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Our Historic Building

The New York City Bar Association's landmark building is located in the heart of Manhattan on West 44th Street, between Fifth and Sixth Avenues, on “Club Row.”

After the New York City Bar Association was founded in 1870, it housed itself in a series of buildings in lower Manhattan. By the 1890s, membership of the Association had grown to the point where its leadership began looking for a new House farther uptown. On December 11, 1894, the membership approved the acquisition of a large site between West 43rd and West 44th Streets for the construction of a new, larger building. Already home to the Harvard Club of New York and the Century Association, the neighborhood was considered by the members “specially adapted to our purposes” because of the other prominent clubs and societies in its vicinity.


The prominent architect Cyrus L.W. Eidlitz, son of the influential New York architect Leopold Eidlitz, was commissioned to design the building. Eidlitz had designed a number of landmark buildings throughout the country, including Dearborn Station in Chicago, Buffalo & Erie County Public Library, St. Peter’s Church in the Bronx, and Bell Laboratories Building in Manhattan.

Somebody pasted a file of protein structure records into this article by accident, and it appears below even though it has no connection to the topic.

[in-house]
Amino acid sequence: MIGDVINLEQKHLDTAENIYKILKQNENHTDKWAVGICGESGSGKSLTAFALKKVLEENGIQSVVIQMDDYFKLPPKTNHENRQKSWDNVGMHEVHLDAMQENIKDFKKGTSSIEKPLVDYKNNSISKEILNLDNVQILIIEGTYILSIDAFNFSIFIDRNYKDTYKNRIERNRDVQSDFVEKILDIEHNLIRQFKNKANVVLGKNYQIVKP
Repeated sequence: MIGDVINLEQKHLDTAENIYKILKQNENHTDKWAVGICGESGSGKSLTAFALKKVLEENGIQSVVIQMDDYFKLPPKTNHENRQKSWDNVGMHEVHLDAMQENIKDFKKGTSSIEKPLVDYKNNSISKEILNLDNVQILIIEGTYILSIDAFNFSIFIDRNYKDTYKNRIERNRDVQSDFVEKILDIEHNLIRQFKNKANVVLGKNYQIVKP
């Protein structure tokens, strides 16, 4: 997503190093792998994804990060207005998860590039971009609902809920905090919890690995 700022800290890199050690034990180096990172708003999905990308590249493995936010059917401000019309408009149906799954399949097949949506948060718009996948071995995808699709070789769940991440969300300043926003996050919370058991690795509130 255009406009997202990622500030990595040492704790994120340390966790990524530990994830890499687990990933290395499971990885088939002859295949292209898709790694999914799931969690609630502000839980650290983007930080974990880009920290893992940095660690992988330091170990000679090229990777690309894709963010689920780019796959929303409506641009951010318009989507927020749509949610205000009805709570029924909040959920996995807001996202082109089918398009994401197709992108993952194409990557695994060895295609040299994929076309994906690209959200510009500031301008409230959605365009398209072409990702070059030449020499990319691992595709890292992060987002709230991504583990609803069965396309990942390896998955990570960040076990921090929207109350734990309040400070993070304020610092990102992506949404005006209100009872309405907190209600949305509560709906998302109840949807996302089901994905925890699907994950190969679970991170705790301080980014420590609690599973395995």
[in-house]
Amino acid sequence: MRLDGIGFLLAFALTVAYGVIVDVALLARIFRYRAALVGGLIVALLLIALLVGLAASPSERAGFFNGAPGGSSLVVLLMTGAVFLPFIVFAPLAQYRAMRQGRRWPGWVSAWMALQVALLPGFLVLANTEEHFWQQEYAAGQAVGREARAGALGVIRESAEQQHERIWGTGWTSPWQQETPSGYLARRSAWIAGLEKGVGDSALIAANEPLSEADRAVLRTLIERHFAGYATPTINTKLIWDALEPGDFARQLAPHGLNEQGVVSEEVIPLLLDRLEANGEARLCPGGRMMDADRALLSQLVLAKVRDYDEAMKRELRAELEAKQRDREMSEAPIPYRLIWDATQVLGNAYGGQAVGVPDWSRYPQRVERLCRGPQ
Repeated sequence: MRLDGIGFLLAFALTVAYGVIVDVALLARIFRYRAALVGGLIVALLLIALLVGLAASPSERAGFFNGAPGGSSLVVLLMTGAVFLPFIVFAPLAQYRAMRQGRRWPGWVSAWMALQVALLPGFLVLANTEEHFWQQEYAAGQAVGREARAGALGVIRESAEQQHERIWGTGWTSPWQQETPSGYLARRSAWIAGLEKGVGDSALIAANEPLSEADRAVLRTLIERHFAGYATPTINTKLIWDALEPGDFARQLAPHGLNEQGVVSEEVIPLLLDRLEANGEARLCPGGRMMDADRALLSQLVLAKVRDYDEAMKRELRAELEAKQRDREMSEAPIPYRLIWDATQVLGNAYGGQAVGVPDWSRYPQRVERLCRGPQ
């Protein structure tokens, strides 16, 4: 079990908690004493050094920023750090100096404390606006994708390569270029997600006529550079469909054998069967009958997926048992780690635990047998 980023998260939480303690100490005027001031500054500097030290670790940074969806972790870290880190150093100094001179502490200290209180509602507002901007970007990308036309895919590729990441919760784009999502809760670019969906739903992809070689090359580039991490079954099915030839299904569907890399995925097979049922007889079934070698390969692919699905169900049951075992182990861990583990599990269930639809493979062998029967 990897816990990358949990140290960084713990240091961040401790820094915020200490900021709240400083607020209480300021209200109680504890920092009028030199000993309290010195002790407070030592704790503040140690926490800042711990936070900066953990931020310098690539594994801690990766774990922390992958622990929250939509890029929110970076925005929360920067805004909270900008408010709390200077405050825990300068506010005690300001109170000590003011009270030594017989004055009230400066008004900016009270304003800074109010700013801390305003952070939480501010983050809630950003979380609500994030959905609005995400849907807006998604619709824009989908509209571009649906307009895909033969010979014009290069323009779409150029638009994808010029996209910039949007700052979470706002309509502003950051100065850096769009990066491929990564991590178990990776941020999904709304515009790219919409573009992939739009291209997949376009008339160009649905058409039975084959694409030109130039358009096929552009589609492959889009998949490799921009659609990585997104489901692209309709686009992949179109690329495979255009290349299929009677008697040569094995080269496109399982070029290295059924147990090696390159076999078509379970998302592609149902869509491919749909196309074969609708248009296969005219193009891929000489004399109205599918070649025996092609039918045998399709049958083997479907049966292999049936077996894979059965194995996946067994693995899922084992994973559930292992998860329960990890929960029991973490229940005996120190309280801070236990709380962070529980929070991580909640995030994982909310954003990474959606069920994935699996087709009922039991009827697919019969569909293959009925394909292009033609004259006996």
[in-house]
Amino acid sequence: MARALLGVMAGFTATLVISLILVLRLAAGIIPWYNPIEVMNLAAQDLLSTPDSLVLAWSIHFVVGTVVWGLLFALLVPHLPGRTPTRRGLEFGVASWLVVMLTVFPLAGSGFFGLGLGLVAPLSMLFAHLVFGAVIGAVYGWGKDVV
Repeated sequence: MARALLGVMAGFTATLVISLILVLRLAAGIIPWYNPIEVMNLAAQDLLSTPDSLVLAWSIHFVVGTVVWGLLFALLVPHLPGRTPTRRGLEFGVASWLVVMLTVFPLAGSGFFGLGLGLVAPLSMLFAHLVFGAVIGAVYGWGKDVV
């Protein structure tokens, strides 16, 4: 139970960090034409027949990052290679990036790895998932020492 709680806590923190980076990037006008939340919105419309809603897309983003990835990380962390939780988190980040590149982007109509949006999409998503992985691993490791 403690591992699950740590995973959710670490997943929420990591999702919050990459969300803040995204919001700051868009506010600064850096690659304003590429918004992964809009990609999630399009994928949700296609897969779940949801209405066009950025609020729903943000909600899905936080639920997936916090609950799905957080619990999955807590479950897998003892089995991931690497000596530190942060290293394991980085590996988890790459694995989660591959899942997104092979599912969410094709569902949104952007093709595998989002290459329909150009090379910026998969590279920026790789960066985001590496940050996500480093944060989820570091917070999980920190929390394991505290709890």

Construction was begun in early 1895 and completed 18 months later at a total cost of $584,700. The House was built in the neoclassical style, from Indiana limestone. The façade included elements of the Doric order on the bottom three floors, Ionic columns framing the fourth floor windows, and Corinthian pilasters on the fifth floor, creating a historicist “composite” of classical architecture.


The new House was considerably larger and grander than its precursors: it stood six stories tall, included a meeting hall with a seating capacity of 1,500, a reception hall with a standing capacity of 1,500, a library of over 50,000 volumes, and three additional floors of offices. The entrance hall and first floor stairways were constructed of marble, and the second floor hallway, reception hall, and meeting hall of granite, marble, and mahogany.


The Association opened the doors of its new House on October 8, 1896, with a gala of several thousand guests. The New York Times described it as “one of the most interesting and successful works of recent architecture…a work having the classical qualities of simplicity, purity, and serenity in a high degree.”

The House was named a New York City Landmark in 1960, and named to the National Register of Historic Places in 1980.

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